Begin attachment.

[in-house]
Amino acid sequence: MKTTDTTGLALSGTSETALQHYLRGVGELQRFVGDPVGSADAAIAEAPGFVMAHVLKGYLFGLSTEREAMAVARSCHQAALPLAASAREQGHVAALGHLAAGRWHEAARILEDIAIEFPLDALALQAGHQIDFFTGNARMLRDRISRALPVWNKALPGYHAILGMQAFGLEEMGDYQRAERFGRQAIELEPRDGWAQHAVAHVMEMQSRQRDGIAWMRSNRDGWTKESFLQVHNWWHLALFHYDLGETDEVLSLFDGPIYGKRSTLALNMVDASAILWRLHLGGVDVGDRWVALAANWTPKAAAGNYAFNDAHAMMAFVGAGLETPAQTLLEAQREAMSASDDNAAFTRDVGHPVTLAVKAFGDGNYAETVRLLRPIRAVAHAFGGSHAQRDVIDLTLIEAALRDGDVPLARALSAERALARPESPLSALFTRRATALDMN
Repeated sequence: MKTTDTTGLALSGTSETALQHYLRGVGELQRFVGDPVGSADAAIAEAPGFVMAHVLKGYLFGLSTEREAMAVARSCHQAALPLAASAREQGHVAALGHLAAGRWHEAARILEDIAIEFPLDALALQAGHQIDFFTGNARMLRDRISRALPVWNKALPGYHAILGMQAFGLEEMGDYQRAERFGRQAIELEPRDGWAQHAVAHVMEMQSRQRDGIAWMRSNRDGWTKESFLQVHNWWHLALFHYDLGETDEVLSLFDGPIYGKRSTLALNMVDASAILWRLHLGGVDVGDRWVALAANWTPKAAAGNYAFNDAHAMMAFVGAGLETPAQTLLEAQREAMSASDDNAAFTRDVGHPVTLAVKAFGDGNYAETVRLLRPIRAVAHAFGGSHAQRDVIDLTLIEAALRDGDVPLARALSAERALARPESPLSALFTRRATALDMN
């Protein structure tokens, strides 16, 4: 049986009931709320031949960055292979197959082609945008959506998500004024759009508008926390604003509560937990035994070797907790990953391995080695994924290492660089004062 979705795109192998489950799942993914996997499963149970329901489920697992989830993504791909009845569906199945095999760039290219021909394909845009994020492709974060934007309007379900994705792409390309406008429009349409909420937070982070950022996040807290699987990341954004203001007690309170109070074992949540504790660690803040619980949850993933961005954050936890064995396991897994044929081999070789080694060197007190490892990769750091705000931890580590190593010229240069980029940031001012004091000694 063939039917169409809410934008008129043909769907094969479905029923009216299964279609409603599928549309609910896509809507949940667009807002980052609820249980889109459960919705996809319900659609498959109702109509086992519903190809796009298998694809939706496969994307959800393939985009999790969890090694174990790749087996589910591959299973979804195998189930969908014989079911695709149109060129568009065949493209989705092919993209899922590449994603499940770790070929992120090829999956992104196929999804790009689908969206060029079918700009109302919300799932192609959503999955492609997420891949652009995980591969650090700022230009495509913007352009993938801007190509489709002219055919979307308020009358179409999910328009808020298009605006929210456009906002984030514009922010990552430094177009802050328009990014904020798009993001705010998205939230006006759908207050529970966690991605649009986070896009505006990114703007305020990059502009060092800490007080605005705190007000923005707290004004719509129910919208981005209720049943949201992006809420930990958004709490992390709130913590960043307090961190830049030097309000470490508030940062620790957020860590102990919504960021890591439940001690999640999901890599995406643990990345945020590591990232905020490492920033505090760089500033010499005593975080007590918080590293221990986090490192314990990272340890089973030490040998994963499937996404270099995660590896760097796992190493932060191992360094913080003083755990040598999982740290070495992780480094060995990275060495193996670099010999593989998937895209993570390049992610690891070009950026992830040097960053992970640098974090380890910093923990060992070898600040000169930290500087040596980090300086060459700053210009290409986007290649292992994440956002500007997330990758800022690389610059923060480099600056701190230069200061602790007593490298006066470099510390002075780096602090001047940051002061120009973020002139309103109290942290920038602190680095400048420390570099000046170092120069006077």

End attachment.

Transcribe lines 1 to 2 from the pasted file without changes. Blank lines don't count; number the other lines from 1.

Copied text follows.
[in-house]
Amino acid sequence: MKTTDTTGLALSGTSETALQHYLRGVGELQRFVGDPVGSADAAIAEAPGFVMAHVLKGYLFGLSTEREAMAVARSCHQAALPLAASAREQGHVAALGHLAAGRWHEAARILEDIAIEFPLDALALQAGHQIDFFTGNARMLRDRISRALPVWNKALPGYHAILGMQAFGLEEMGDYQRAERFGRQAIELEPRDGWAQHAVAHVMEMQSRQRDGIAWMRSNRDGWTKESFLQVHNWWHLALFHYDLGETDEVLSLFDGPIYGKRSTLALNMVDASAILWRLHLGGVDVGDRWVALAANWTPKAAAGNYAFNDAHAMMAFVGAGLETPAQTLLEAQREAMSASDDNAAFTRDVGHPVTLAVKAFGDGNYAETVRLLRPIRAVAHAFGGSHAQRDVIDLTLIEAALRDGDVPLARALSAERALARPESPLSALFTRRATALDMN